Gene Simmons and Other Artists Share Memories of Hollywood's House of Blues, Shutting Its Doors (for Now)

Jeff Kravitz/FilmMagic
Wyclef Jean and the Fugees at the House of Blues in Los Angeles in 1996. 

Artists and former employees share memories of the Sunset Strip club, which will close Aug. 3 after a 21-year run (until it reopens at a new location).

Kevin Morrow, former booker -- "On opening night, the doors were an hour late. [Co-owner/actor] Dan Aykroyd was out front, dressed in a police outfit, directing traffic, waiting for Steven Spielberg and Jeffrey Katzenberg and all these guys to show up. I had to sit in the dressing room with [headliner] John Fogerty and try to tread water. John knew we were ­running behind and said, ‘What do you want to talk about?’ So we talked baseball for an hour."

Anjali Raval, longtime publicist -- "One time this young manager came in, he was a friend of our booker’s, and he [proposed], ‘Hey, I’ve got these two really young acts. We’ll do two nights in a row and flip-flop them.’ I remember walking through the venue during soundcheck and stopping in my tracks: This incredibly ­talented kid was wailing on his guitar and ­singing, and then the young girl came on. It was John Mayer and Norah Jones."

Gene Simmons, Kiss -- "To witness Joe Strummer up close at the House of Blues was to see an artist committed to his songs. It wasn’t just a testament to Joe Strummer but also to the club that made it possible."

Mike Starr, Steel Panther -- (Starr played more than 250 shows during the band’s five-year Monday-night residency, and will close the club on Aug. 3.) "One night two girls got onstage and got completely naked. We suggested they [have sex] and it happened. While that was going on, Dane Cook sang Van Halen’s ‘Jump’ with us."

Morrow -- "When I booked Johnny Cash to play, we were talking when June Carter Cash came walking in. We exchanged pleasantries, she kicked her shoes off and ran out the door. Cash looked at me and said, ‘That’s the one who’s trouble. I’m nothing compared to June.’ About 10 minutes later, in came two security guards with June: Legally, you’re not allowed to go barefoot in a restaurant. I looked at them and said, ‘I don’t care if she’s got shoes on or not, this is June Carter Cash, that’s Johnny Cash; they’re running the house tonight.’ June ran out the door like nothing happened. Cash looked at me and said, so deadpan, ‘I told you she was the troublemaker.’ "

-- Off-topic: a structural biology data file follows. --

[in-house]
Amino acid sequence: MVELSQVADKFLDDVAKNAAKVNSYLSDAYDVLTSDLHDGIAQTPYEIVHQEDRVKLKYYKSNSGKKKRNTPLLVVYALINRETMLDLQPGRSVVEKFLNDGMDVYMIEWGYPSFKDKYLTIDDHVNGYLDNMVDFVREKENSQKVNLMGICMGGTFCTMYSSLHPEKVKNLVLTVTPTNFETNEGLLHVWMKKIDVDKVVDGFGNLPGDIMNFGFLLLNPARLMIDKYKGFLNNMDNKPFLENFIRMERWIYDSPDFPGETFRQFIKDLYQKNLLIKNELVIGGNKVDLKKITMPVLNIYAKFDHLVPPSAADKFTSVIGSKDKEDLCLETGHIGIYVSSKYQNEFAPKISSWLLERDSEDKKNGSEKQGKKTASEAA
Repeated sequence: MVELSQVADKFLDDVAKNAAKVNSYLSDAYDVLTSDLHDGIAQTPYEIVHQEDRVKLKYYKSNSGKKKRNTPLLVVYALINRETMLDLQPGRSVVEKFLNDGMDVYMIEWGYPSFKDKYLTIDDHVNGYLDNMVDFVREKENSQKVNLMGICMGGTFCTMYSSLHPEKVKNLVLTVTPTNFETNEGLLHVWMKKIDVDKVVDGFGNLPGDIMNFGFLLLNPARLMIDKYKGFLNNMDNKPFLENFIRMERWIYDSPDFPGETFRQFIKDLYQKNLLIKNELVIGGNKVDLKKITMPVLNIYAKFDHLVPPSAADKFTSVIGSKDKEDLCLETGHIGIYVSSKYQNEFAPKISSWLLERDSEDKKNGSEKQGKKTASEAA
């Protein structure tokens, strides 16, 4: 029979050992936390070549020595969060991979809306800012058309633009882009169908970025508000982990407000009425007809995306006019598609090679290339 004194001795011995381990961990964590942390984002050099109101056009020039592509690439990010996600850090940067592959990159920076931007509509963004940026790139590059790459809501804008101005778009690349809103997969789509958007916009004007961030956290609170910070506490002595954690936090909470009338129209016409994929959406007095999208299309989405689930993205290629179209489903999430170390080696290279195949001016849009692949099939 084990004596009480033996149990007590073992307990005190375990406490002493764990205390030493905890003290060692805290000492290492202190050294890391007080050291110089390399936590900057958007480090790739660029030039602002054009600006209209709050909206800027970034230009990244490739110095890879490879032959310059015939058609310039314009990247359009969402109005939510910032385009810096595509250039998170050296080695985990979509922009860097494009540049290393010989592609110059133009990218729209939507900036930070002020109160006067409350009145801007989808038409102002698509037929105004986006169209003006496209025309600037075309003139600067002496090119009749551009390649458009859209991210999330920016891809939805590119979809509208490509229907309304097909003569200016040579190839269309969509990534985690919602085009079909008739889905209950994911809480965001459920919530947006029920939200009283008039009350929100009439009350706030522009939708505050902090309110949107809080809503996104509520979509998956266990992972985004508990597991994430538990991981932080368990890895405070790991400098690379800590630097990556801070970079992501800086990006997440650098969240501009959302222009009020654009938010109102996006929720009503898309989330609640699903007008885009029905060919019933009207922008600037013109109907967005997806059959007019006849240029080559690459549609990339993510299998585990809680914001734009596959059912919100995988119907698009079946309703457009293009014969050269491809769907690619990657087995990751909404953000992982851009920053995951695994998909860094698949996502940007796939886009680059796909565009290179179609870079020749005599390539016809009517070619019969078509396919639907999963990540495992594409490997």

Morrow -- "Tupac Shakur and I became friendly because [House of Blues] was doing all the hip-hop shows and he would constantly come down. We had a five-night run with The Fugees, and one night a bunch of Bloods [gang members] showed up, and it became a very tense situation between them and the police. Out of nowhere, here comes Tupac: ‘Hey, Kevin, can I go to the show?’ I told him the police were getting agitated, the Bloods were not leaving and actually kicked the door a couple of times — it’s a tough scene. He walks down and screams, ‘Listen, you motherf—ers better get your asses out of here or our homeboy isn’t going to be able to do any more hip-hop shows.’ They all turned around and left. Eventually Tupac played his last show at House of Blues."

Mike Ness, Social Distortion -- (The band has played the venue 50 times.) "It’s very ­dependable, almost like a Starbucks. The sound is good, it’s clean, and people are able to relax and have a good time. It’s not just a trendy hipster bar — its primary focus was music."

Raval -- "The Cambridge [Mass.] House of Blues opened first, and the New Orleans one had the influence of the South. But the Sunset Strip [is] the mecca of the music industry. That’s one of the most magical things about that venue." 

This article first appeared in the Aug. 8 issue of Billboard.